To avoid permanent damage to the median nerve, CTS should be diagnosed and treated early. A standard physical examination of the hands, arms, shoulders, and neck can help determine if your symptoms are related to daily activities or to an underlying disorder. Your doctor of chiropractic can use other specific tests to try to produce the symptoms of carpal tunnel syndrome. The most common are:

* Pressure-provocative test. A cuff placed at the front of the carpal tunnel is inflated, followed by direct pressure on the median nerve.

* Carpal compression test. Moderate pressure is applied with both thumbs directly on the carpal tunnel and underlying median nerve at the transverse carpal ligament. The test is relatively new.

Laboratory tests and x-rays can reveal diabetes, arthritis, fractures, and other common causes of wrist and hand pain. Sometimes electrodiagnostic tests, such as nerveconduction velocity testing, are used to help confirm the diagnosis. With these tests, small electrodes, placed on your skin, measure the speed at which electrical impulses travel across your wrist. CTS will slow the speed of the impulses and will point your doctor of chiropractic to this diagnosis. These tests can also help determine if some other condition is causing your complaints.

What Is the CTS Treatment?

CTS treatment should begin as early as possible under a doctor's supervision. Initial therapy includes:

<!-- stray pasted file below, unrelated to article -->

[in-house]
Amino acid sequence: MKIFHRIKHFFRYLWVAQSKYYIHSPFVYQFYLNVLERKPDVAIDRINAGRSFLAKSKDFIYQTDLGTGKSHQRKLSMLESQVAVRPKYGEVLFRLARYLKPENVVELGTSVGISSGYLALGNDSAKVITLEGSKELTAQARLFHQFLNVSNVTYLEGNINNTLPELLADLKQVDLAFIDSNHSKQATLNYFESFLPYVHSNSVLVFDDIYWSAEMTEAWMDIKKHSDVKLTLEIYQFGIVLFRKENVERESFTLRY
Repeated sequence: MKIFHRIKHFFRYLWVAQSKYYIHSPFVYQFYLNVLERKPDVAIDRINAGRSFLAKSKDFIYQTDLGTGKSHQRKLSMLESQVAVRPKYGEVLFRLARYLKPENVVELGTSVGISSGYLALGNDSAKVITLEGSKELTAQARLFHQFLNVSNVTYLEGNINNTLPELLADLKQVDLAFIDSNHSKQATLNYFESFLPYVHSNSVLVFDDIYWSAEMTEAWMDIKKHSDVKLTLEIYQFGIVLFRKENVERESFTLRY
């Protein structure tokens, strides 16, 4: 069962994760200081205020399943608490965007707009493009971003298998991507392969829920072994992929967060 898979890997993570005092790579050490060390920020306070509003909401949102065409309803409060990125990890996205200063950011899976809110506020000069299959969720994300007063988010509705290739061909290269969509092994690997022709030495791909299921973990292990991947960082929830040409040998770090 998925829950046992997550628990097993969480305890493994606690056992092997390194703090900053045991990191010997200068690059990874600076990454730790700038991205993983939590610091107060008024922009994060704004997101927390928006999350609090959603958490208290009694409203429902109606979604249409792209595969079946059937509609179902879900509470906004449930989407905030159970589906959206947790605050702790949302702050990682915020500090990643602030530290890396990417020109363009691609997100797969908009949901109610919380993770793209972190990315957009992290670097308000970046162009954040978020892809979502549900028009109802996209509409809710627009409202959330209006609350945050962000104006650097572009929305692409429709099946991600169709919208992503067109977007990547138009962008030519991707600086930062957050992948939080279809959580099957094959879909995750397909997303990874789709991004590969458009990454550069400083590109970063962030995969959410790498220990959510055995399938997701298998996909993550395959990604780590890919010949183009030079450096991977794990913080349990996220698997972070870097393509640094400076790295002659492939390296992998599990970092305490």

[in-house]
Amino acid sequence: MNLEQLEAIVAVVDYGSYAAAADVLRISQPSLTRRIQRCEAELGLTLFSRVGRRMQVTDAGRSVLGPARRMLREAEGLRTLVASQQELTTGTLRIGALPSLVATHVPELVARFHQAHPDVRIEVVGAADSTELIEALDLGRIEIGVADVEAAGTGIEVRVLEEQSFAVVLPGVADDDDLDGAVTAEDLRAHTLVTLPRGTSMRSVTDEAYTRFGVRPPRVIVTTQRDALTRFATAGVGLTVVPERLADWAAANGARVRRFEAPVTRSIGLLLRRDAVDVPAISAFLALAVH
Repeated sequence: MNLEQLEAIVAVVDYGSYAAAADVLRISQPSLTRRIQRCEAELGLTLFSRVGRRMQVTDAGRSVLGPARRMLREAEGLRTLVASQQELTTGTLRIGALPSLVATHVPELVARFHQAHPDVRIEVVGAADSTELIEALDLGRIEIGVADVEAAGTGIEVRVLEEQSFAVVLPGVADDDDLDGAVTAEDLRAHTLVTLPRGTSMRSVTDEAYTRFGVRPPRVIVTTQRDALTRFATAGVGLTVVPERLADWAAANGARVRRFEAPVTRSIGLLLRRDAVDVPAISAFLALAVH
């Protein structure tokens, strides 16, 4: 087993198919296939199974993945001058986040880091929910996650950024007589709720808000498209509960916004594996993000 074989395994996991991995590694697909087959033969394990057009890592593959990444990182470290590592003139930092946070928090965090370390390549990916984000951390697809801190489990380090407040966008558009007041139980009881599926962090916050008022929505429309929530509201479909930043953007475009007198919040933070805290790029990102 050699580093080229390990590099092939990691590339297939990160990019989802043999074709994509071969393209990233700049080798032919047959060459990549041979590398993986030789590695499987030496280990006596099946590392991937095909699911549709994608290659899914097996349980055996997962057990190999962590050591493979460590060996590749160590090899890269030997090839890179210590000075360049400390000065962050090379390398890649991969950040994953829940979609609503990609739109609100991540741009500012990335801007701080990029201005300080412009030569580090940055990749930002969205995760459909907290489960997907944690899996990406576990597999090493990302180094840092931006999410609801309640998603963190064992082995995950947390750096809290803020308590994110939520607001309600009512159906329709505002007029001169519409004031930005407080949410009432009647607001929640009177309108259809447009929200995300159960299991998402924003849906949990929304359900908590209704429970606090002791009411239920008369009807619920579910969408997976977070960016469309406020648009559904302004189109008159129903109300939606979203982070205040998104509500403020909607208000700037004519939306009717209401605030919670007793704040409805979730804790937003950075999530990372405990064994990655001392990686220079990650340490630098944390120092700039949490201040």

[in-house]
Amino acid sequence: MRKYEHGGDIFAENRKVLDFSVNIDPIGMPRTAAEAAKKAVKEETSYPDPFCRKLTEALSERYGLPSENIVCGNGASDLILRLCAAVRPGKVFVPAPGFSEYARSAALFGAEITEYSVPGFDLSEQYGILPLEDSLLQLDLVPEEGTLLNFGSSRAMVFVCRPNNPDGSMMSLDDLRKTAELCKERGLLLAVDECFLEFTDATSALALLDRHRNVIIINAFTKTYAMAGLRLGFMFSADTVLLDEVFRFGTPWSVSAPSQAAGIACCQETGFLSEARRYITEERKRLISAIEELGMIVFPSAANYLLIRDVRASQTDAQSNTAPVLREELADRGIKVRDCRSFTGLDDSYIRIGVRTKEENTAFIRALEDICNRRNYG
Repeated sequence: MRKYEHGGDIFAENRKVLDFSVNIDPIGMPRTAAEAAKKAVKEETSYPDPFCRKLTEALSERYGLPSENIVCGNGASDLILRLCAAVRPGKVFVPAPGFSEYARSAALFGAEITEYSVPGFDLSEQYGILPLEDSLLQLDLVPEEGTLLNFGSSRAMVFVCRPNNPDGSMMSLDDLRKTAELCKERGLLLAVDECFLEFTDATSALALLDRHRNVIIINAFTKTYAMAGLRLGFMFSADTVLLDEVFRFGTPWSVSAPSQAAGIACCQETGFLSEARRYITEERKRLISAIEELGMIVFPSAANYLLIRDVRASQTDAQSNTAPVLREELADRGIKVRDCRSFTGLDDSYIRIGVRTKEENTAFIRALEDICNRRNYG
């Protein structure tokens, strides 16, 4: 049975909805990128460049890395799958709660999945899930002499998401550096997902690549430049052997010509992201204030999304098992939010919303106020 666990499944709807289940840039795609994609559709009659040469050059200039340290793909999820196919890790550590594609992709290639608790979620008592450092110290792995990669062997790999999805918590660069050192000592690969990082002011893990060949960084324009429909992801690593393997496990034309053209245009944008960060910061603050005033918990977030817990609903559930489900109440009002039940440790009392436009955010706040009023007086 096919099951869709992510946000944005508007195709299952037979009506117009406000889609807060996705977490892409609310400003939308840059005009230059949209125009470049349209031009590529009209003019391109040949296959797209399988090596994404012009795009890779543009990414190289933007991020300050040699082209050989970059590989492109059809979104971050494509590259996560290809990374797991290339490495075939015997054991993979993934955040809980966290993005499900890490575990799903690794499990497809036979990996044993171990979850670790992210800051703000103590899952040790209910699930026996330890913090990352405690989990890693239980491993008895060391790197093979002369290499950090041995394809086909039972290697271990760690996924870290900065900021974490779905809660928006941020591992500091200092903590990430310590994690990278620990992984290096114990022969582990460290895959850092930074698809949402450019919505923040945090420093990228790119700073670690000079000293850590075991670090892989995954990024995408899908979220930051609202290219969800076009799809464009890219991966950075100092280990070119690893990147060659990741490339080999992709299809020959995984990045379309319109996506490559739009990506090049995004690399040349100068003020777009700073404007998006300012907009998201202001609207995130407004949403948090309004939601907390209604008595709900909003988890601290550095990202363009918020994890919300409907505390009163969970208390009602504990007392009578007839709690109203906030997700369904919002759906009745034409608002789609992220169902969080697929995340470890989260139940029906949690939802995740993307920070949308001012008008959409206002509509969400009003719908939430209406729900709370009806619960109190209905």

* Resting the affected hand and wrist

* Avoiding activities that may worsen symptoms

* Immobilizing the wrist in a splint to avoid further damage from twisting or bending

* Applying cool packs to help reduce swelling from inflammations.

Some medications can help with pain control and inflammation. Studies have shown that vitamin Ek supplements may relieve CTS symptoms.

Chiropractic joint manipulation and mobilization of the wrist and hand, stretching and strengthening exercises, soft-tissue mobilization techniques, and even yoga can be helpful. Scientists are also investigating other therapies, such as acupuncture, that may help prevent and treat this disorder. Your doctor of chiropractic can discuss those therapies with you and help you prevent the return of CTS.

Occasionally, patients whose symptoms fail to respond to conservative care may require surgery. The surgeon releases the ligament covering the carpal tunnel. Today, this outpatient procedure is typically done with an endoscope-a camera that the surgeon uses to see inside the carpal tunnel.The majority of patients recover completely after treatment, and the recurrence rate is low. Proper posture and movement as instructed by your doctor of chiropractic can help prevent CTS recurrences.

How Can CTS Be Prevented?

The American Chiropractic Association recommends the following tips:

* Perform on-the-job conditioning, such as stretching and light exercises.

* Take frequent rest breaks.

* Wear splints to help keep the wrists straight.

* Use fingerless gloves to help keep the hands warm and flexible.

* Use correct posture and wrist position. If needed, your doctor of chiropractic can assess your work situation and advise you on restructuring your workstation, job tasks, and handling tools or tool handles, to help you position your wrists naturally during work.

* Your doctor of chiropractic can help educate your employer about CTS. To minimize workplace injuries, jobs can be rotated among workers. Employers can also develop programs in ergonomics-the process of adapting workplace conditions and job demands to workers' physical capabilities.

Your doctor of chiropractic has the knowledge, training, and expertise to help you understand what your problem is and, in many cases, manage it successfully. Remember, however, that the treatment program can be successful only with your active participation. If your doctor of chiropractic feels that he or she cannot help you, he or she will direct you to another health care provider.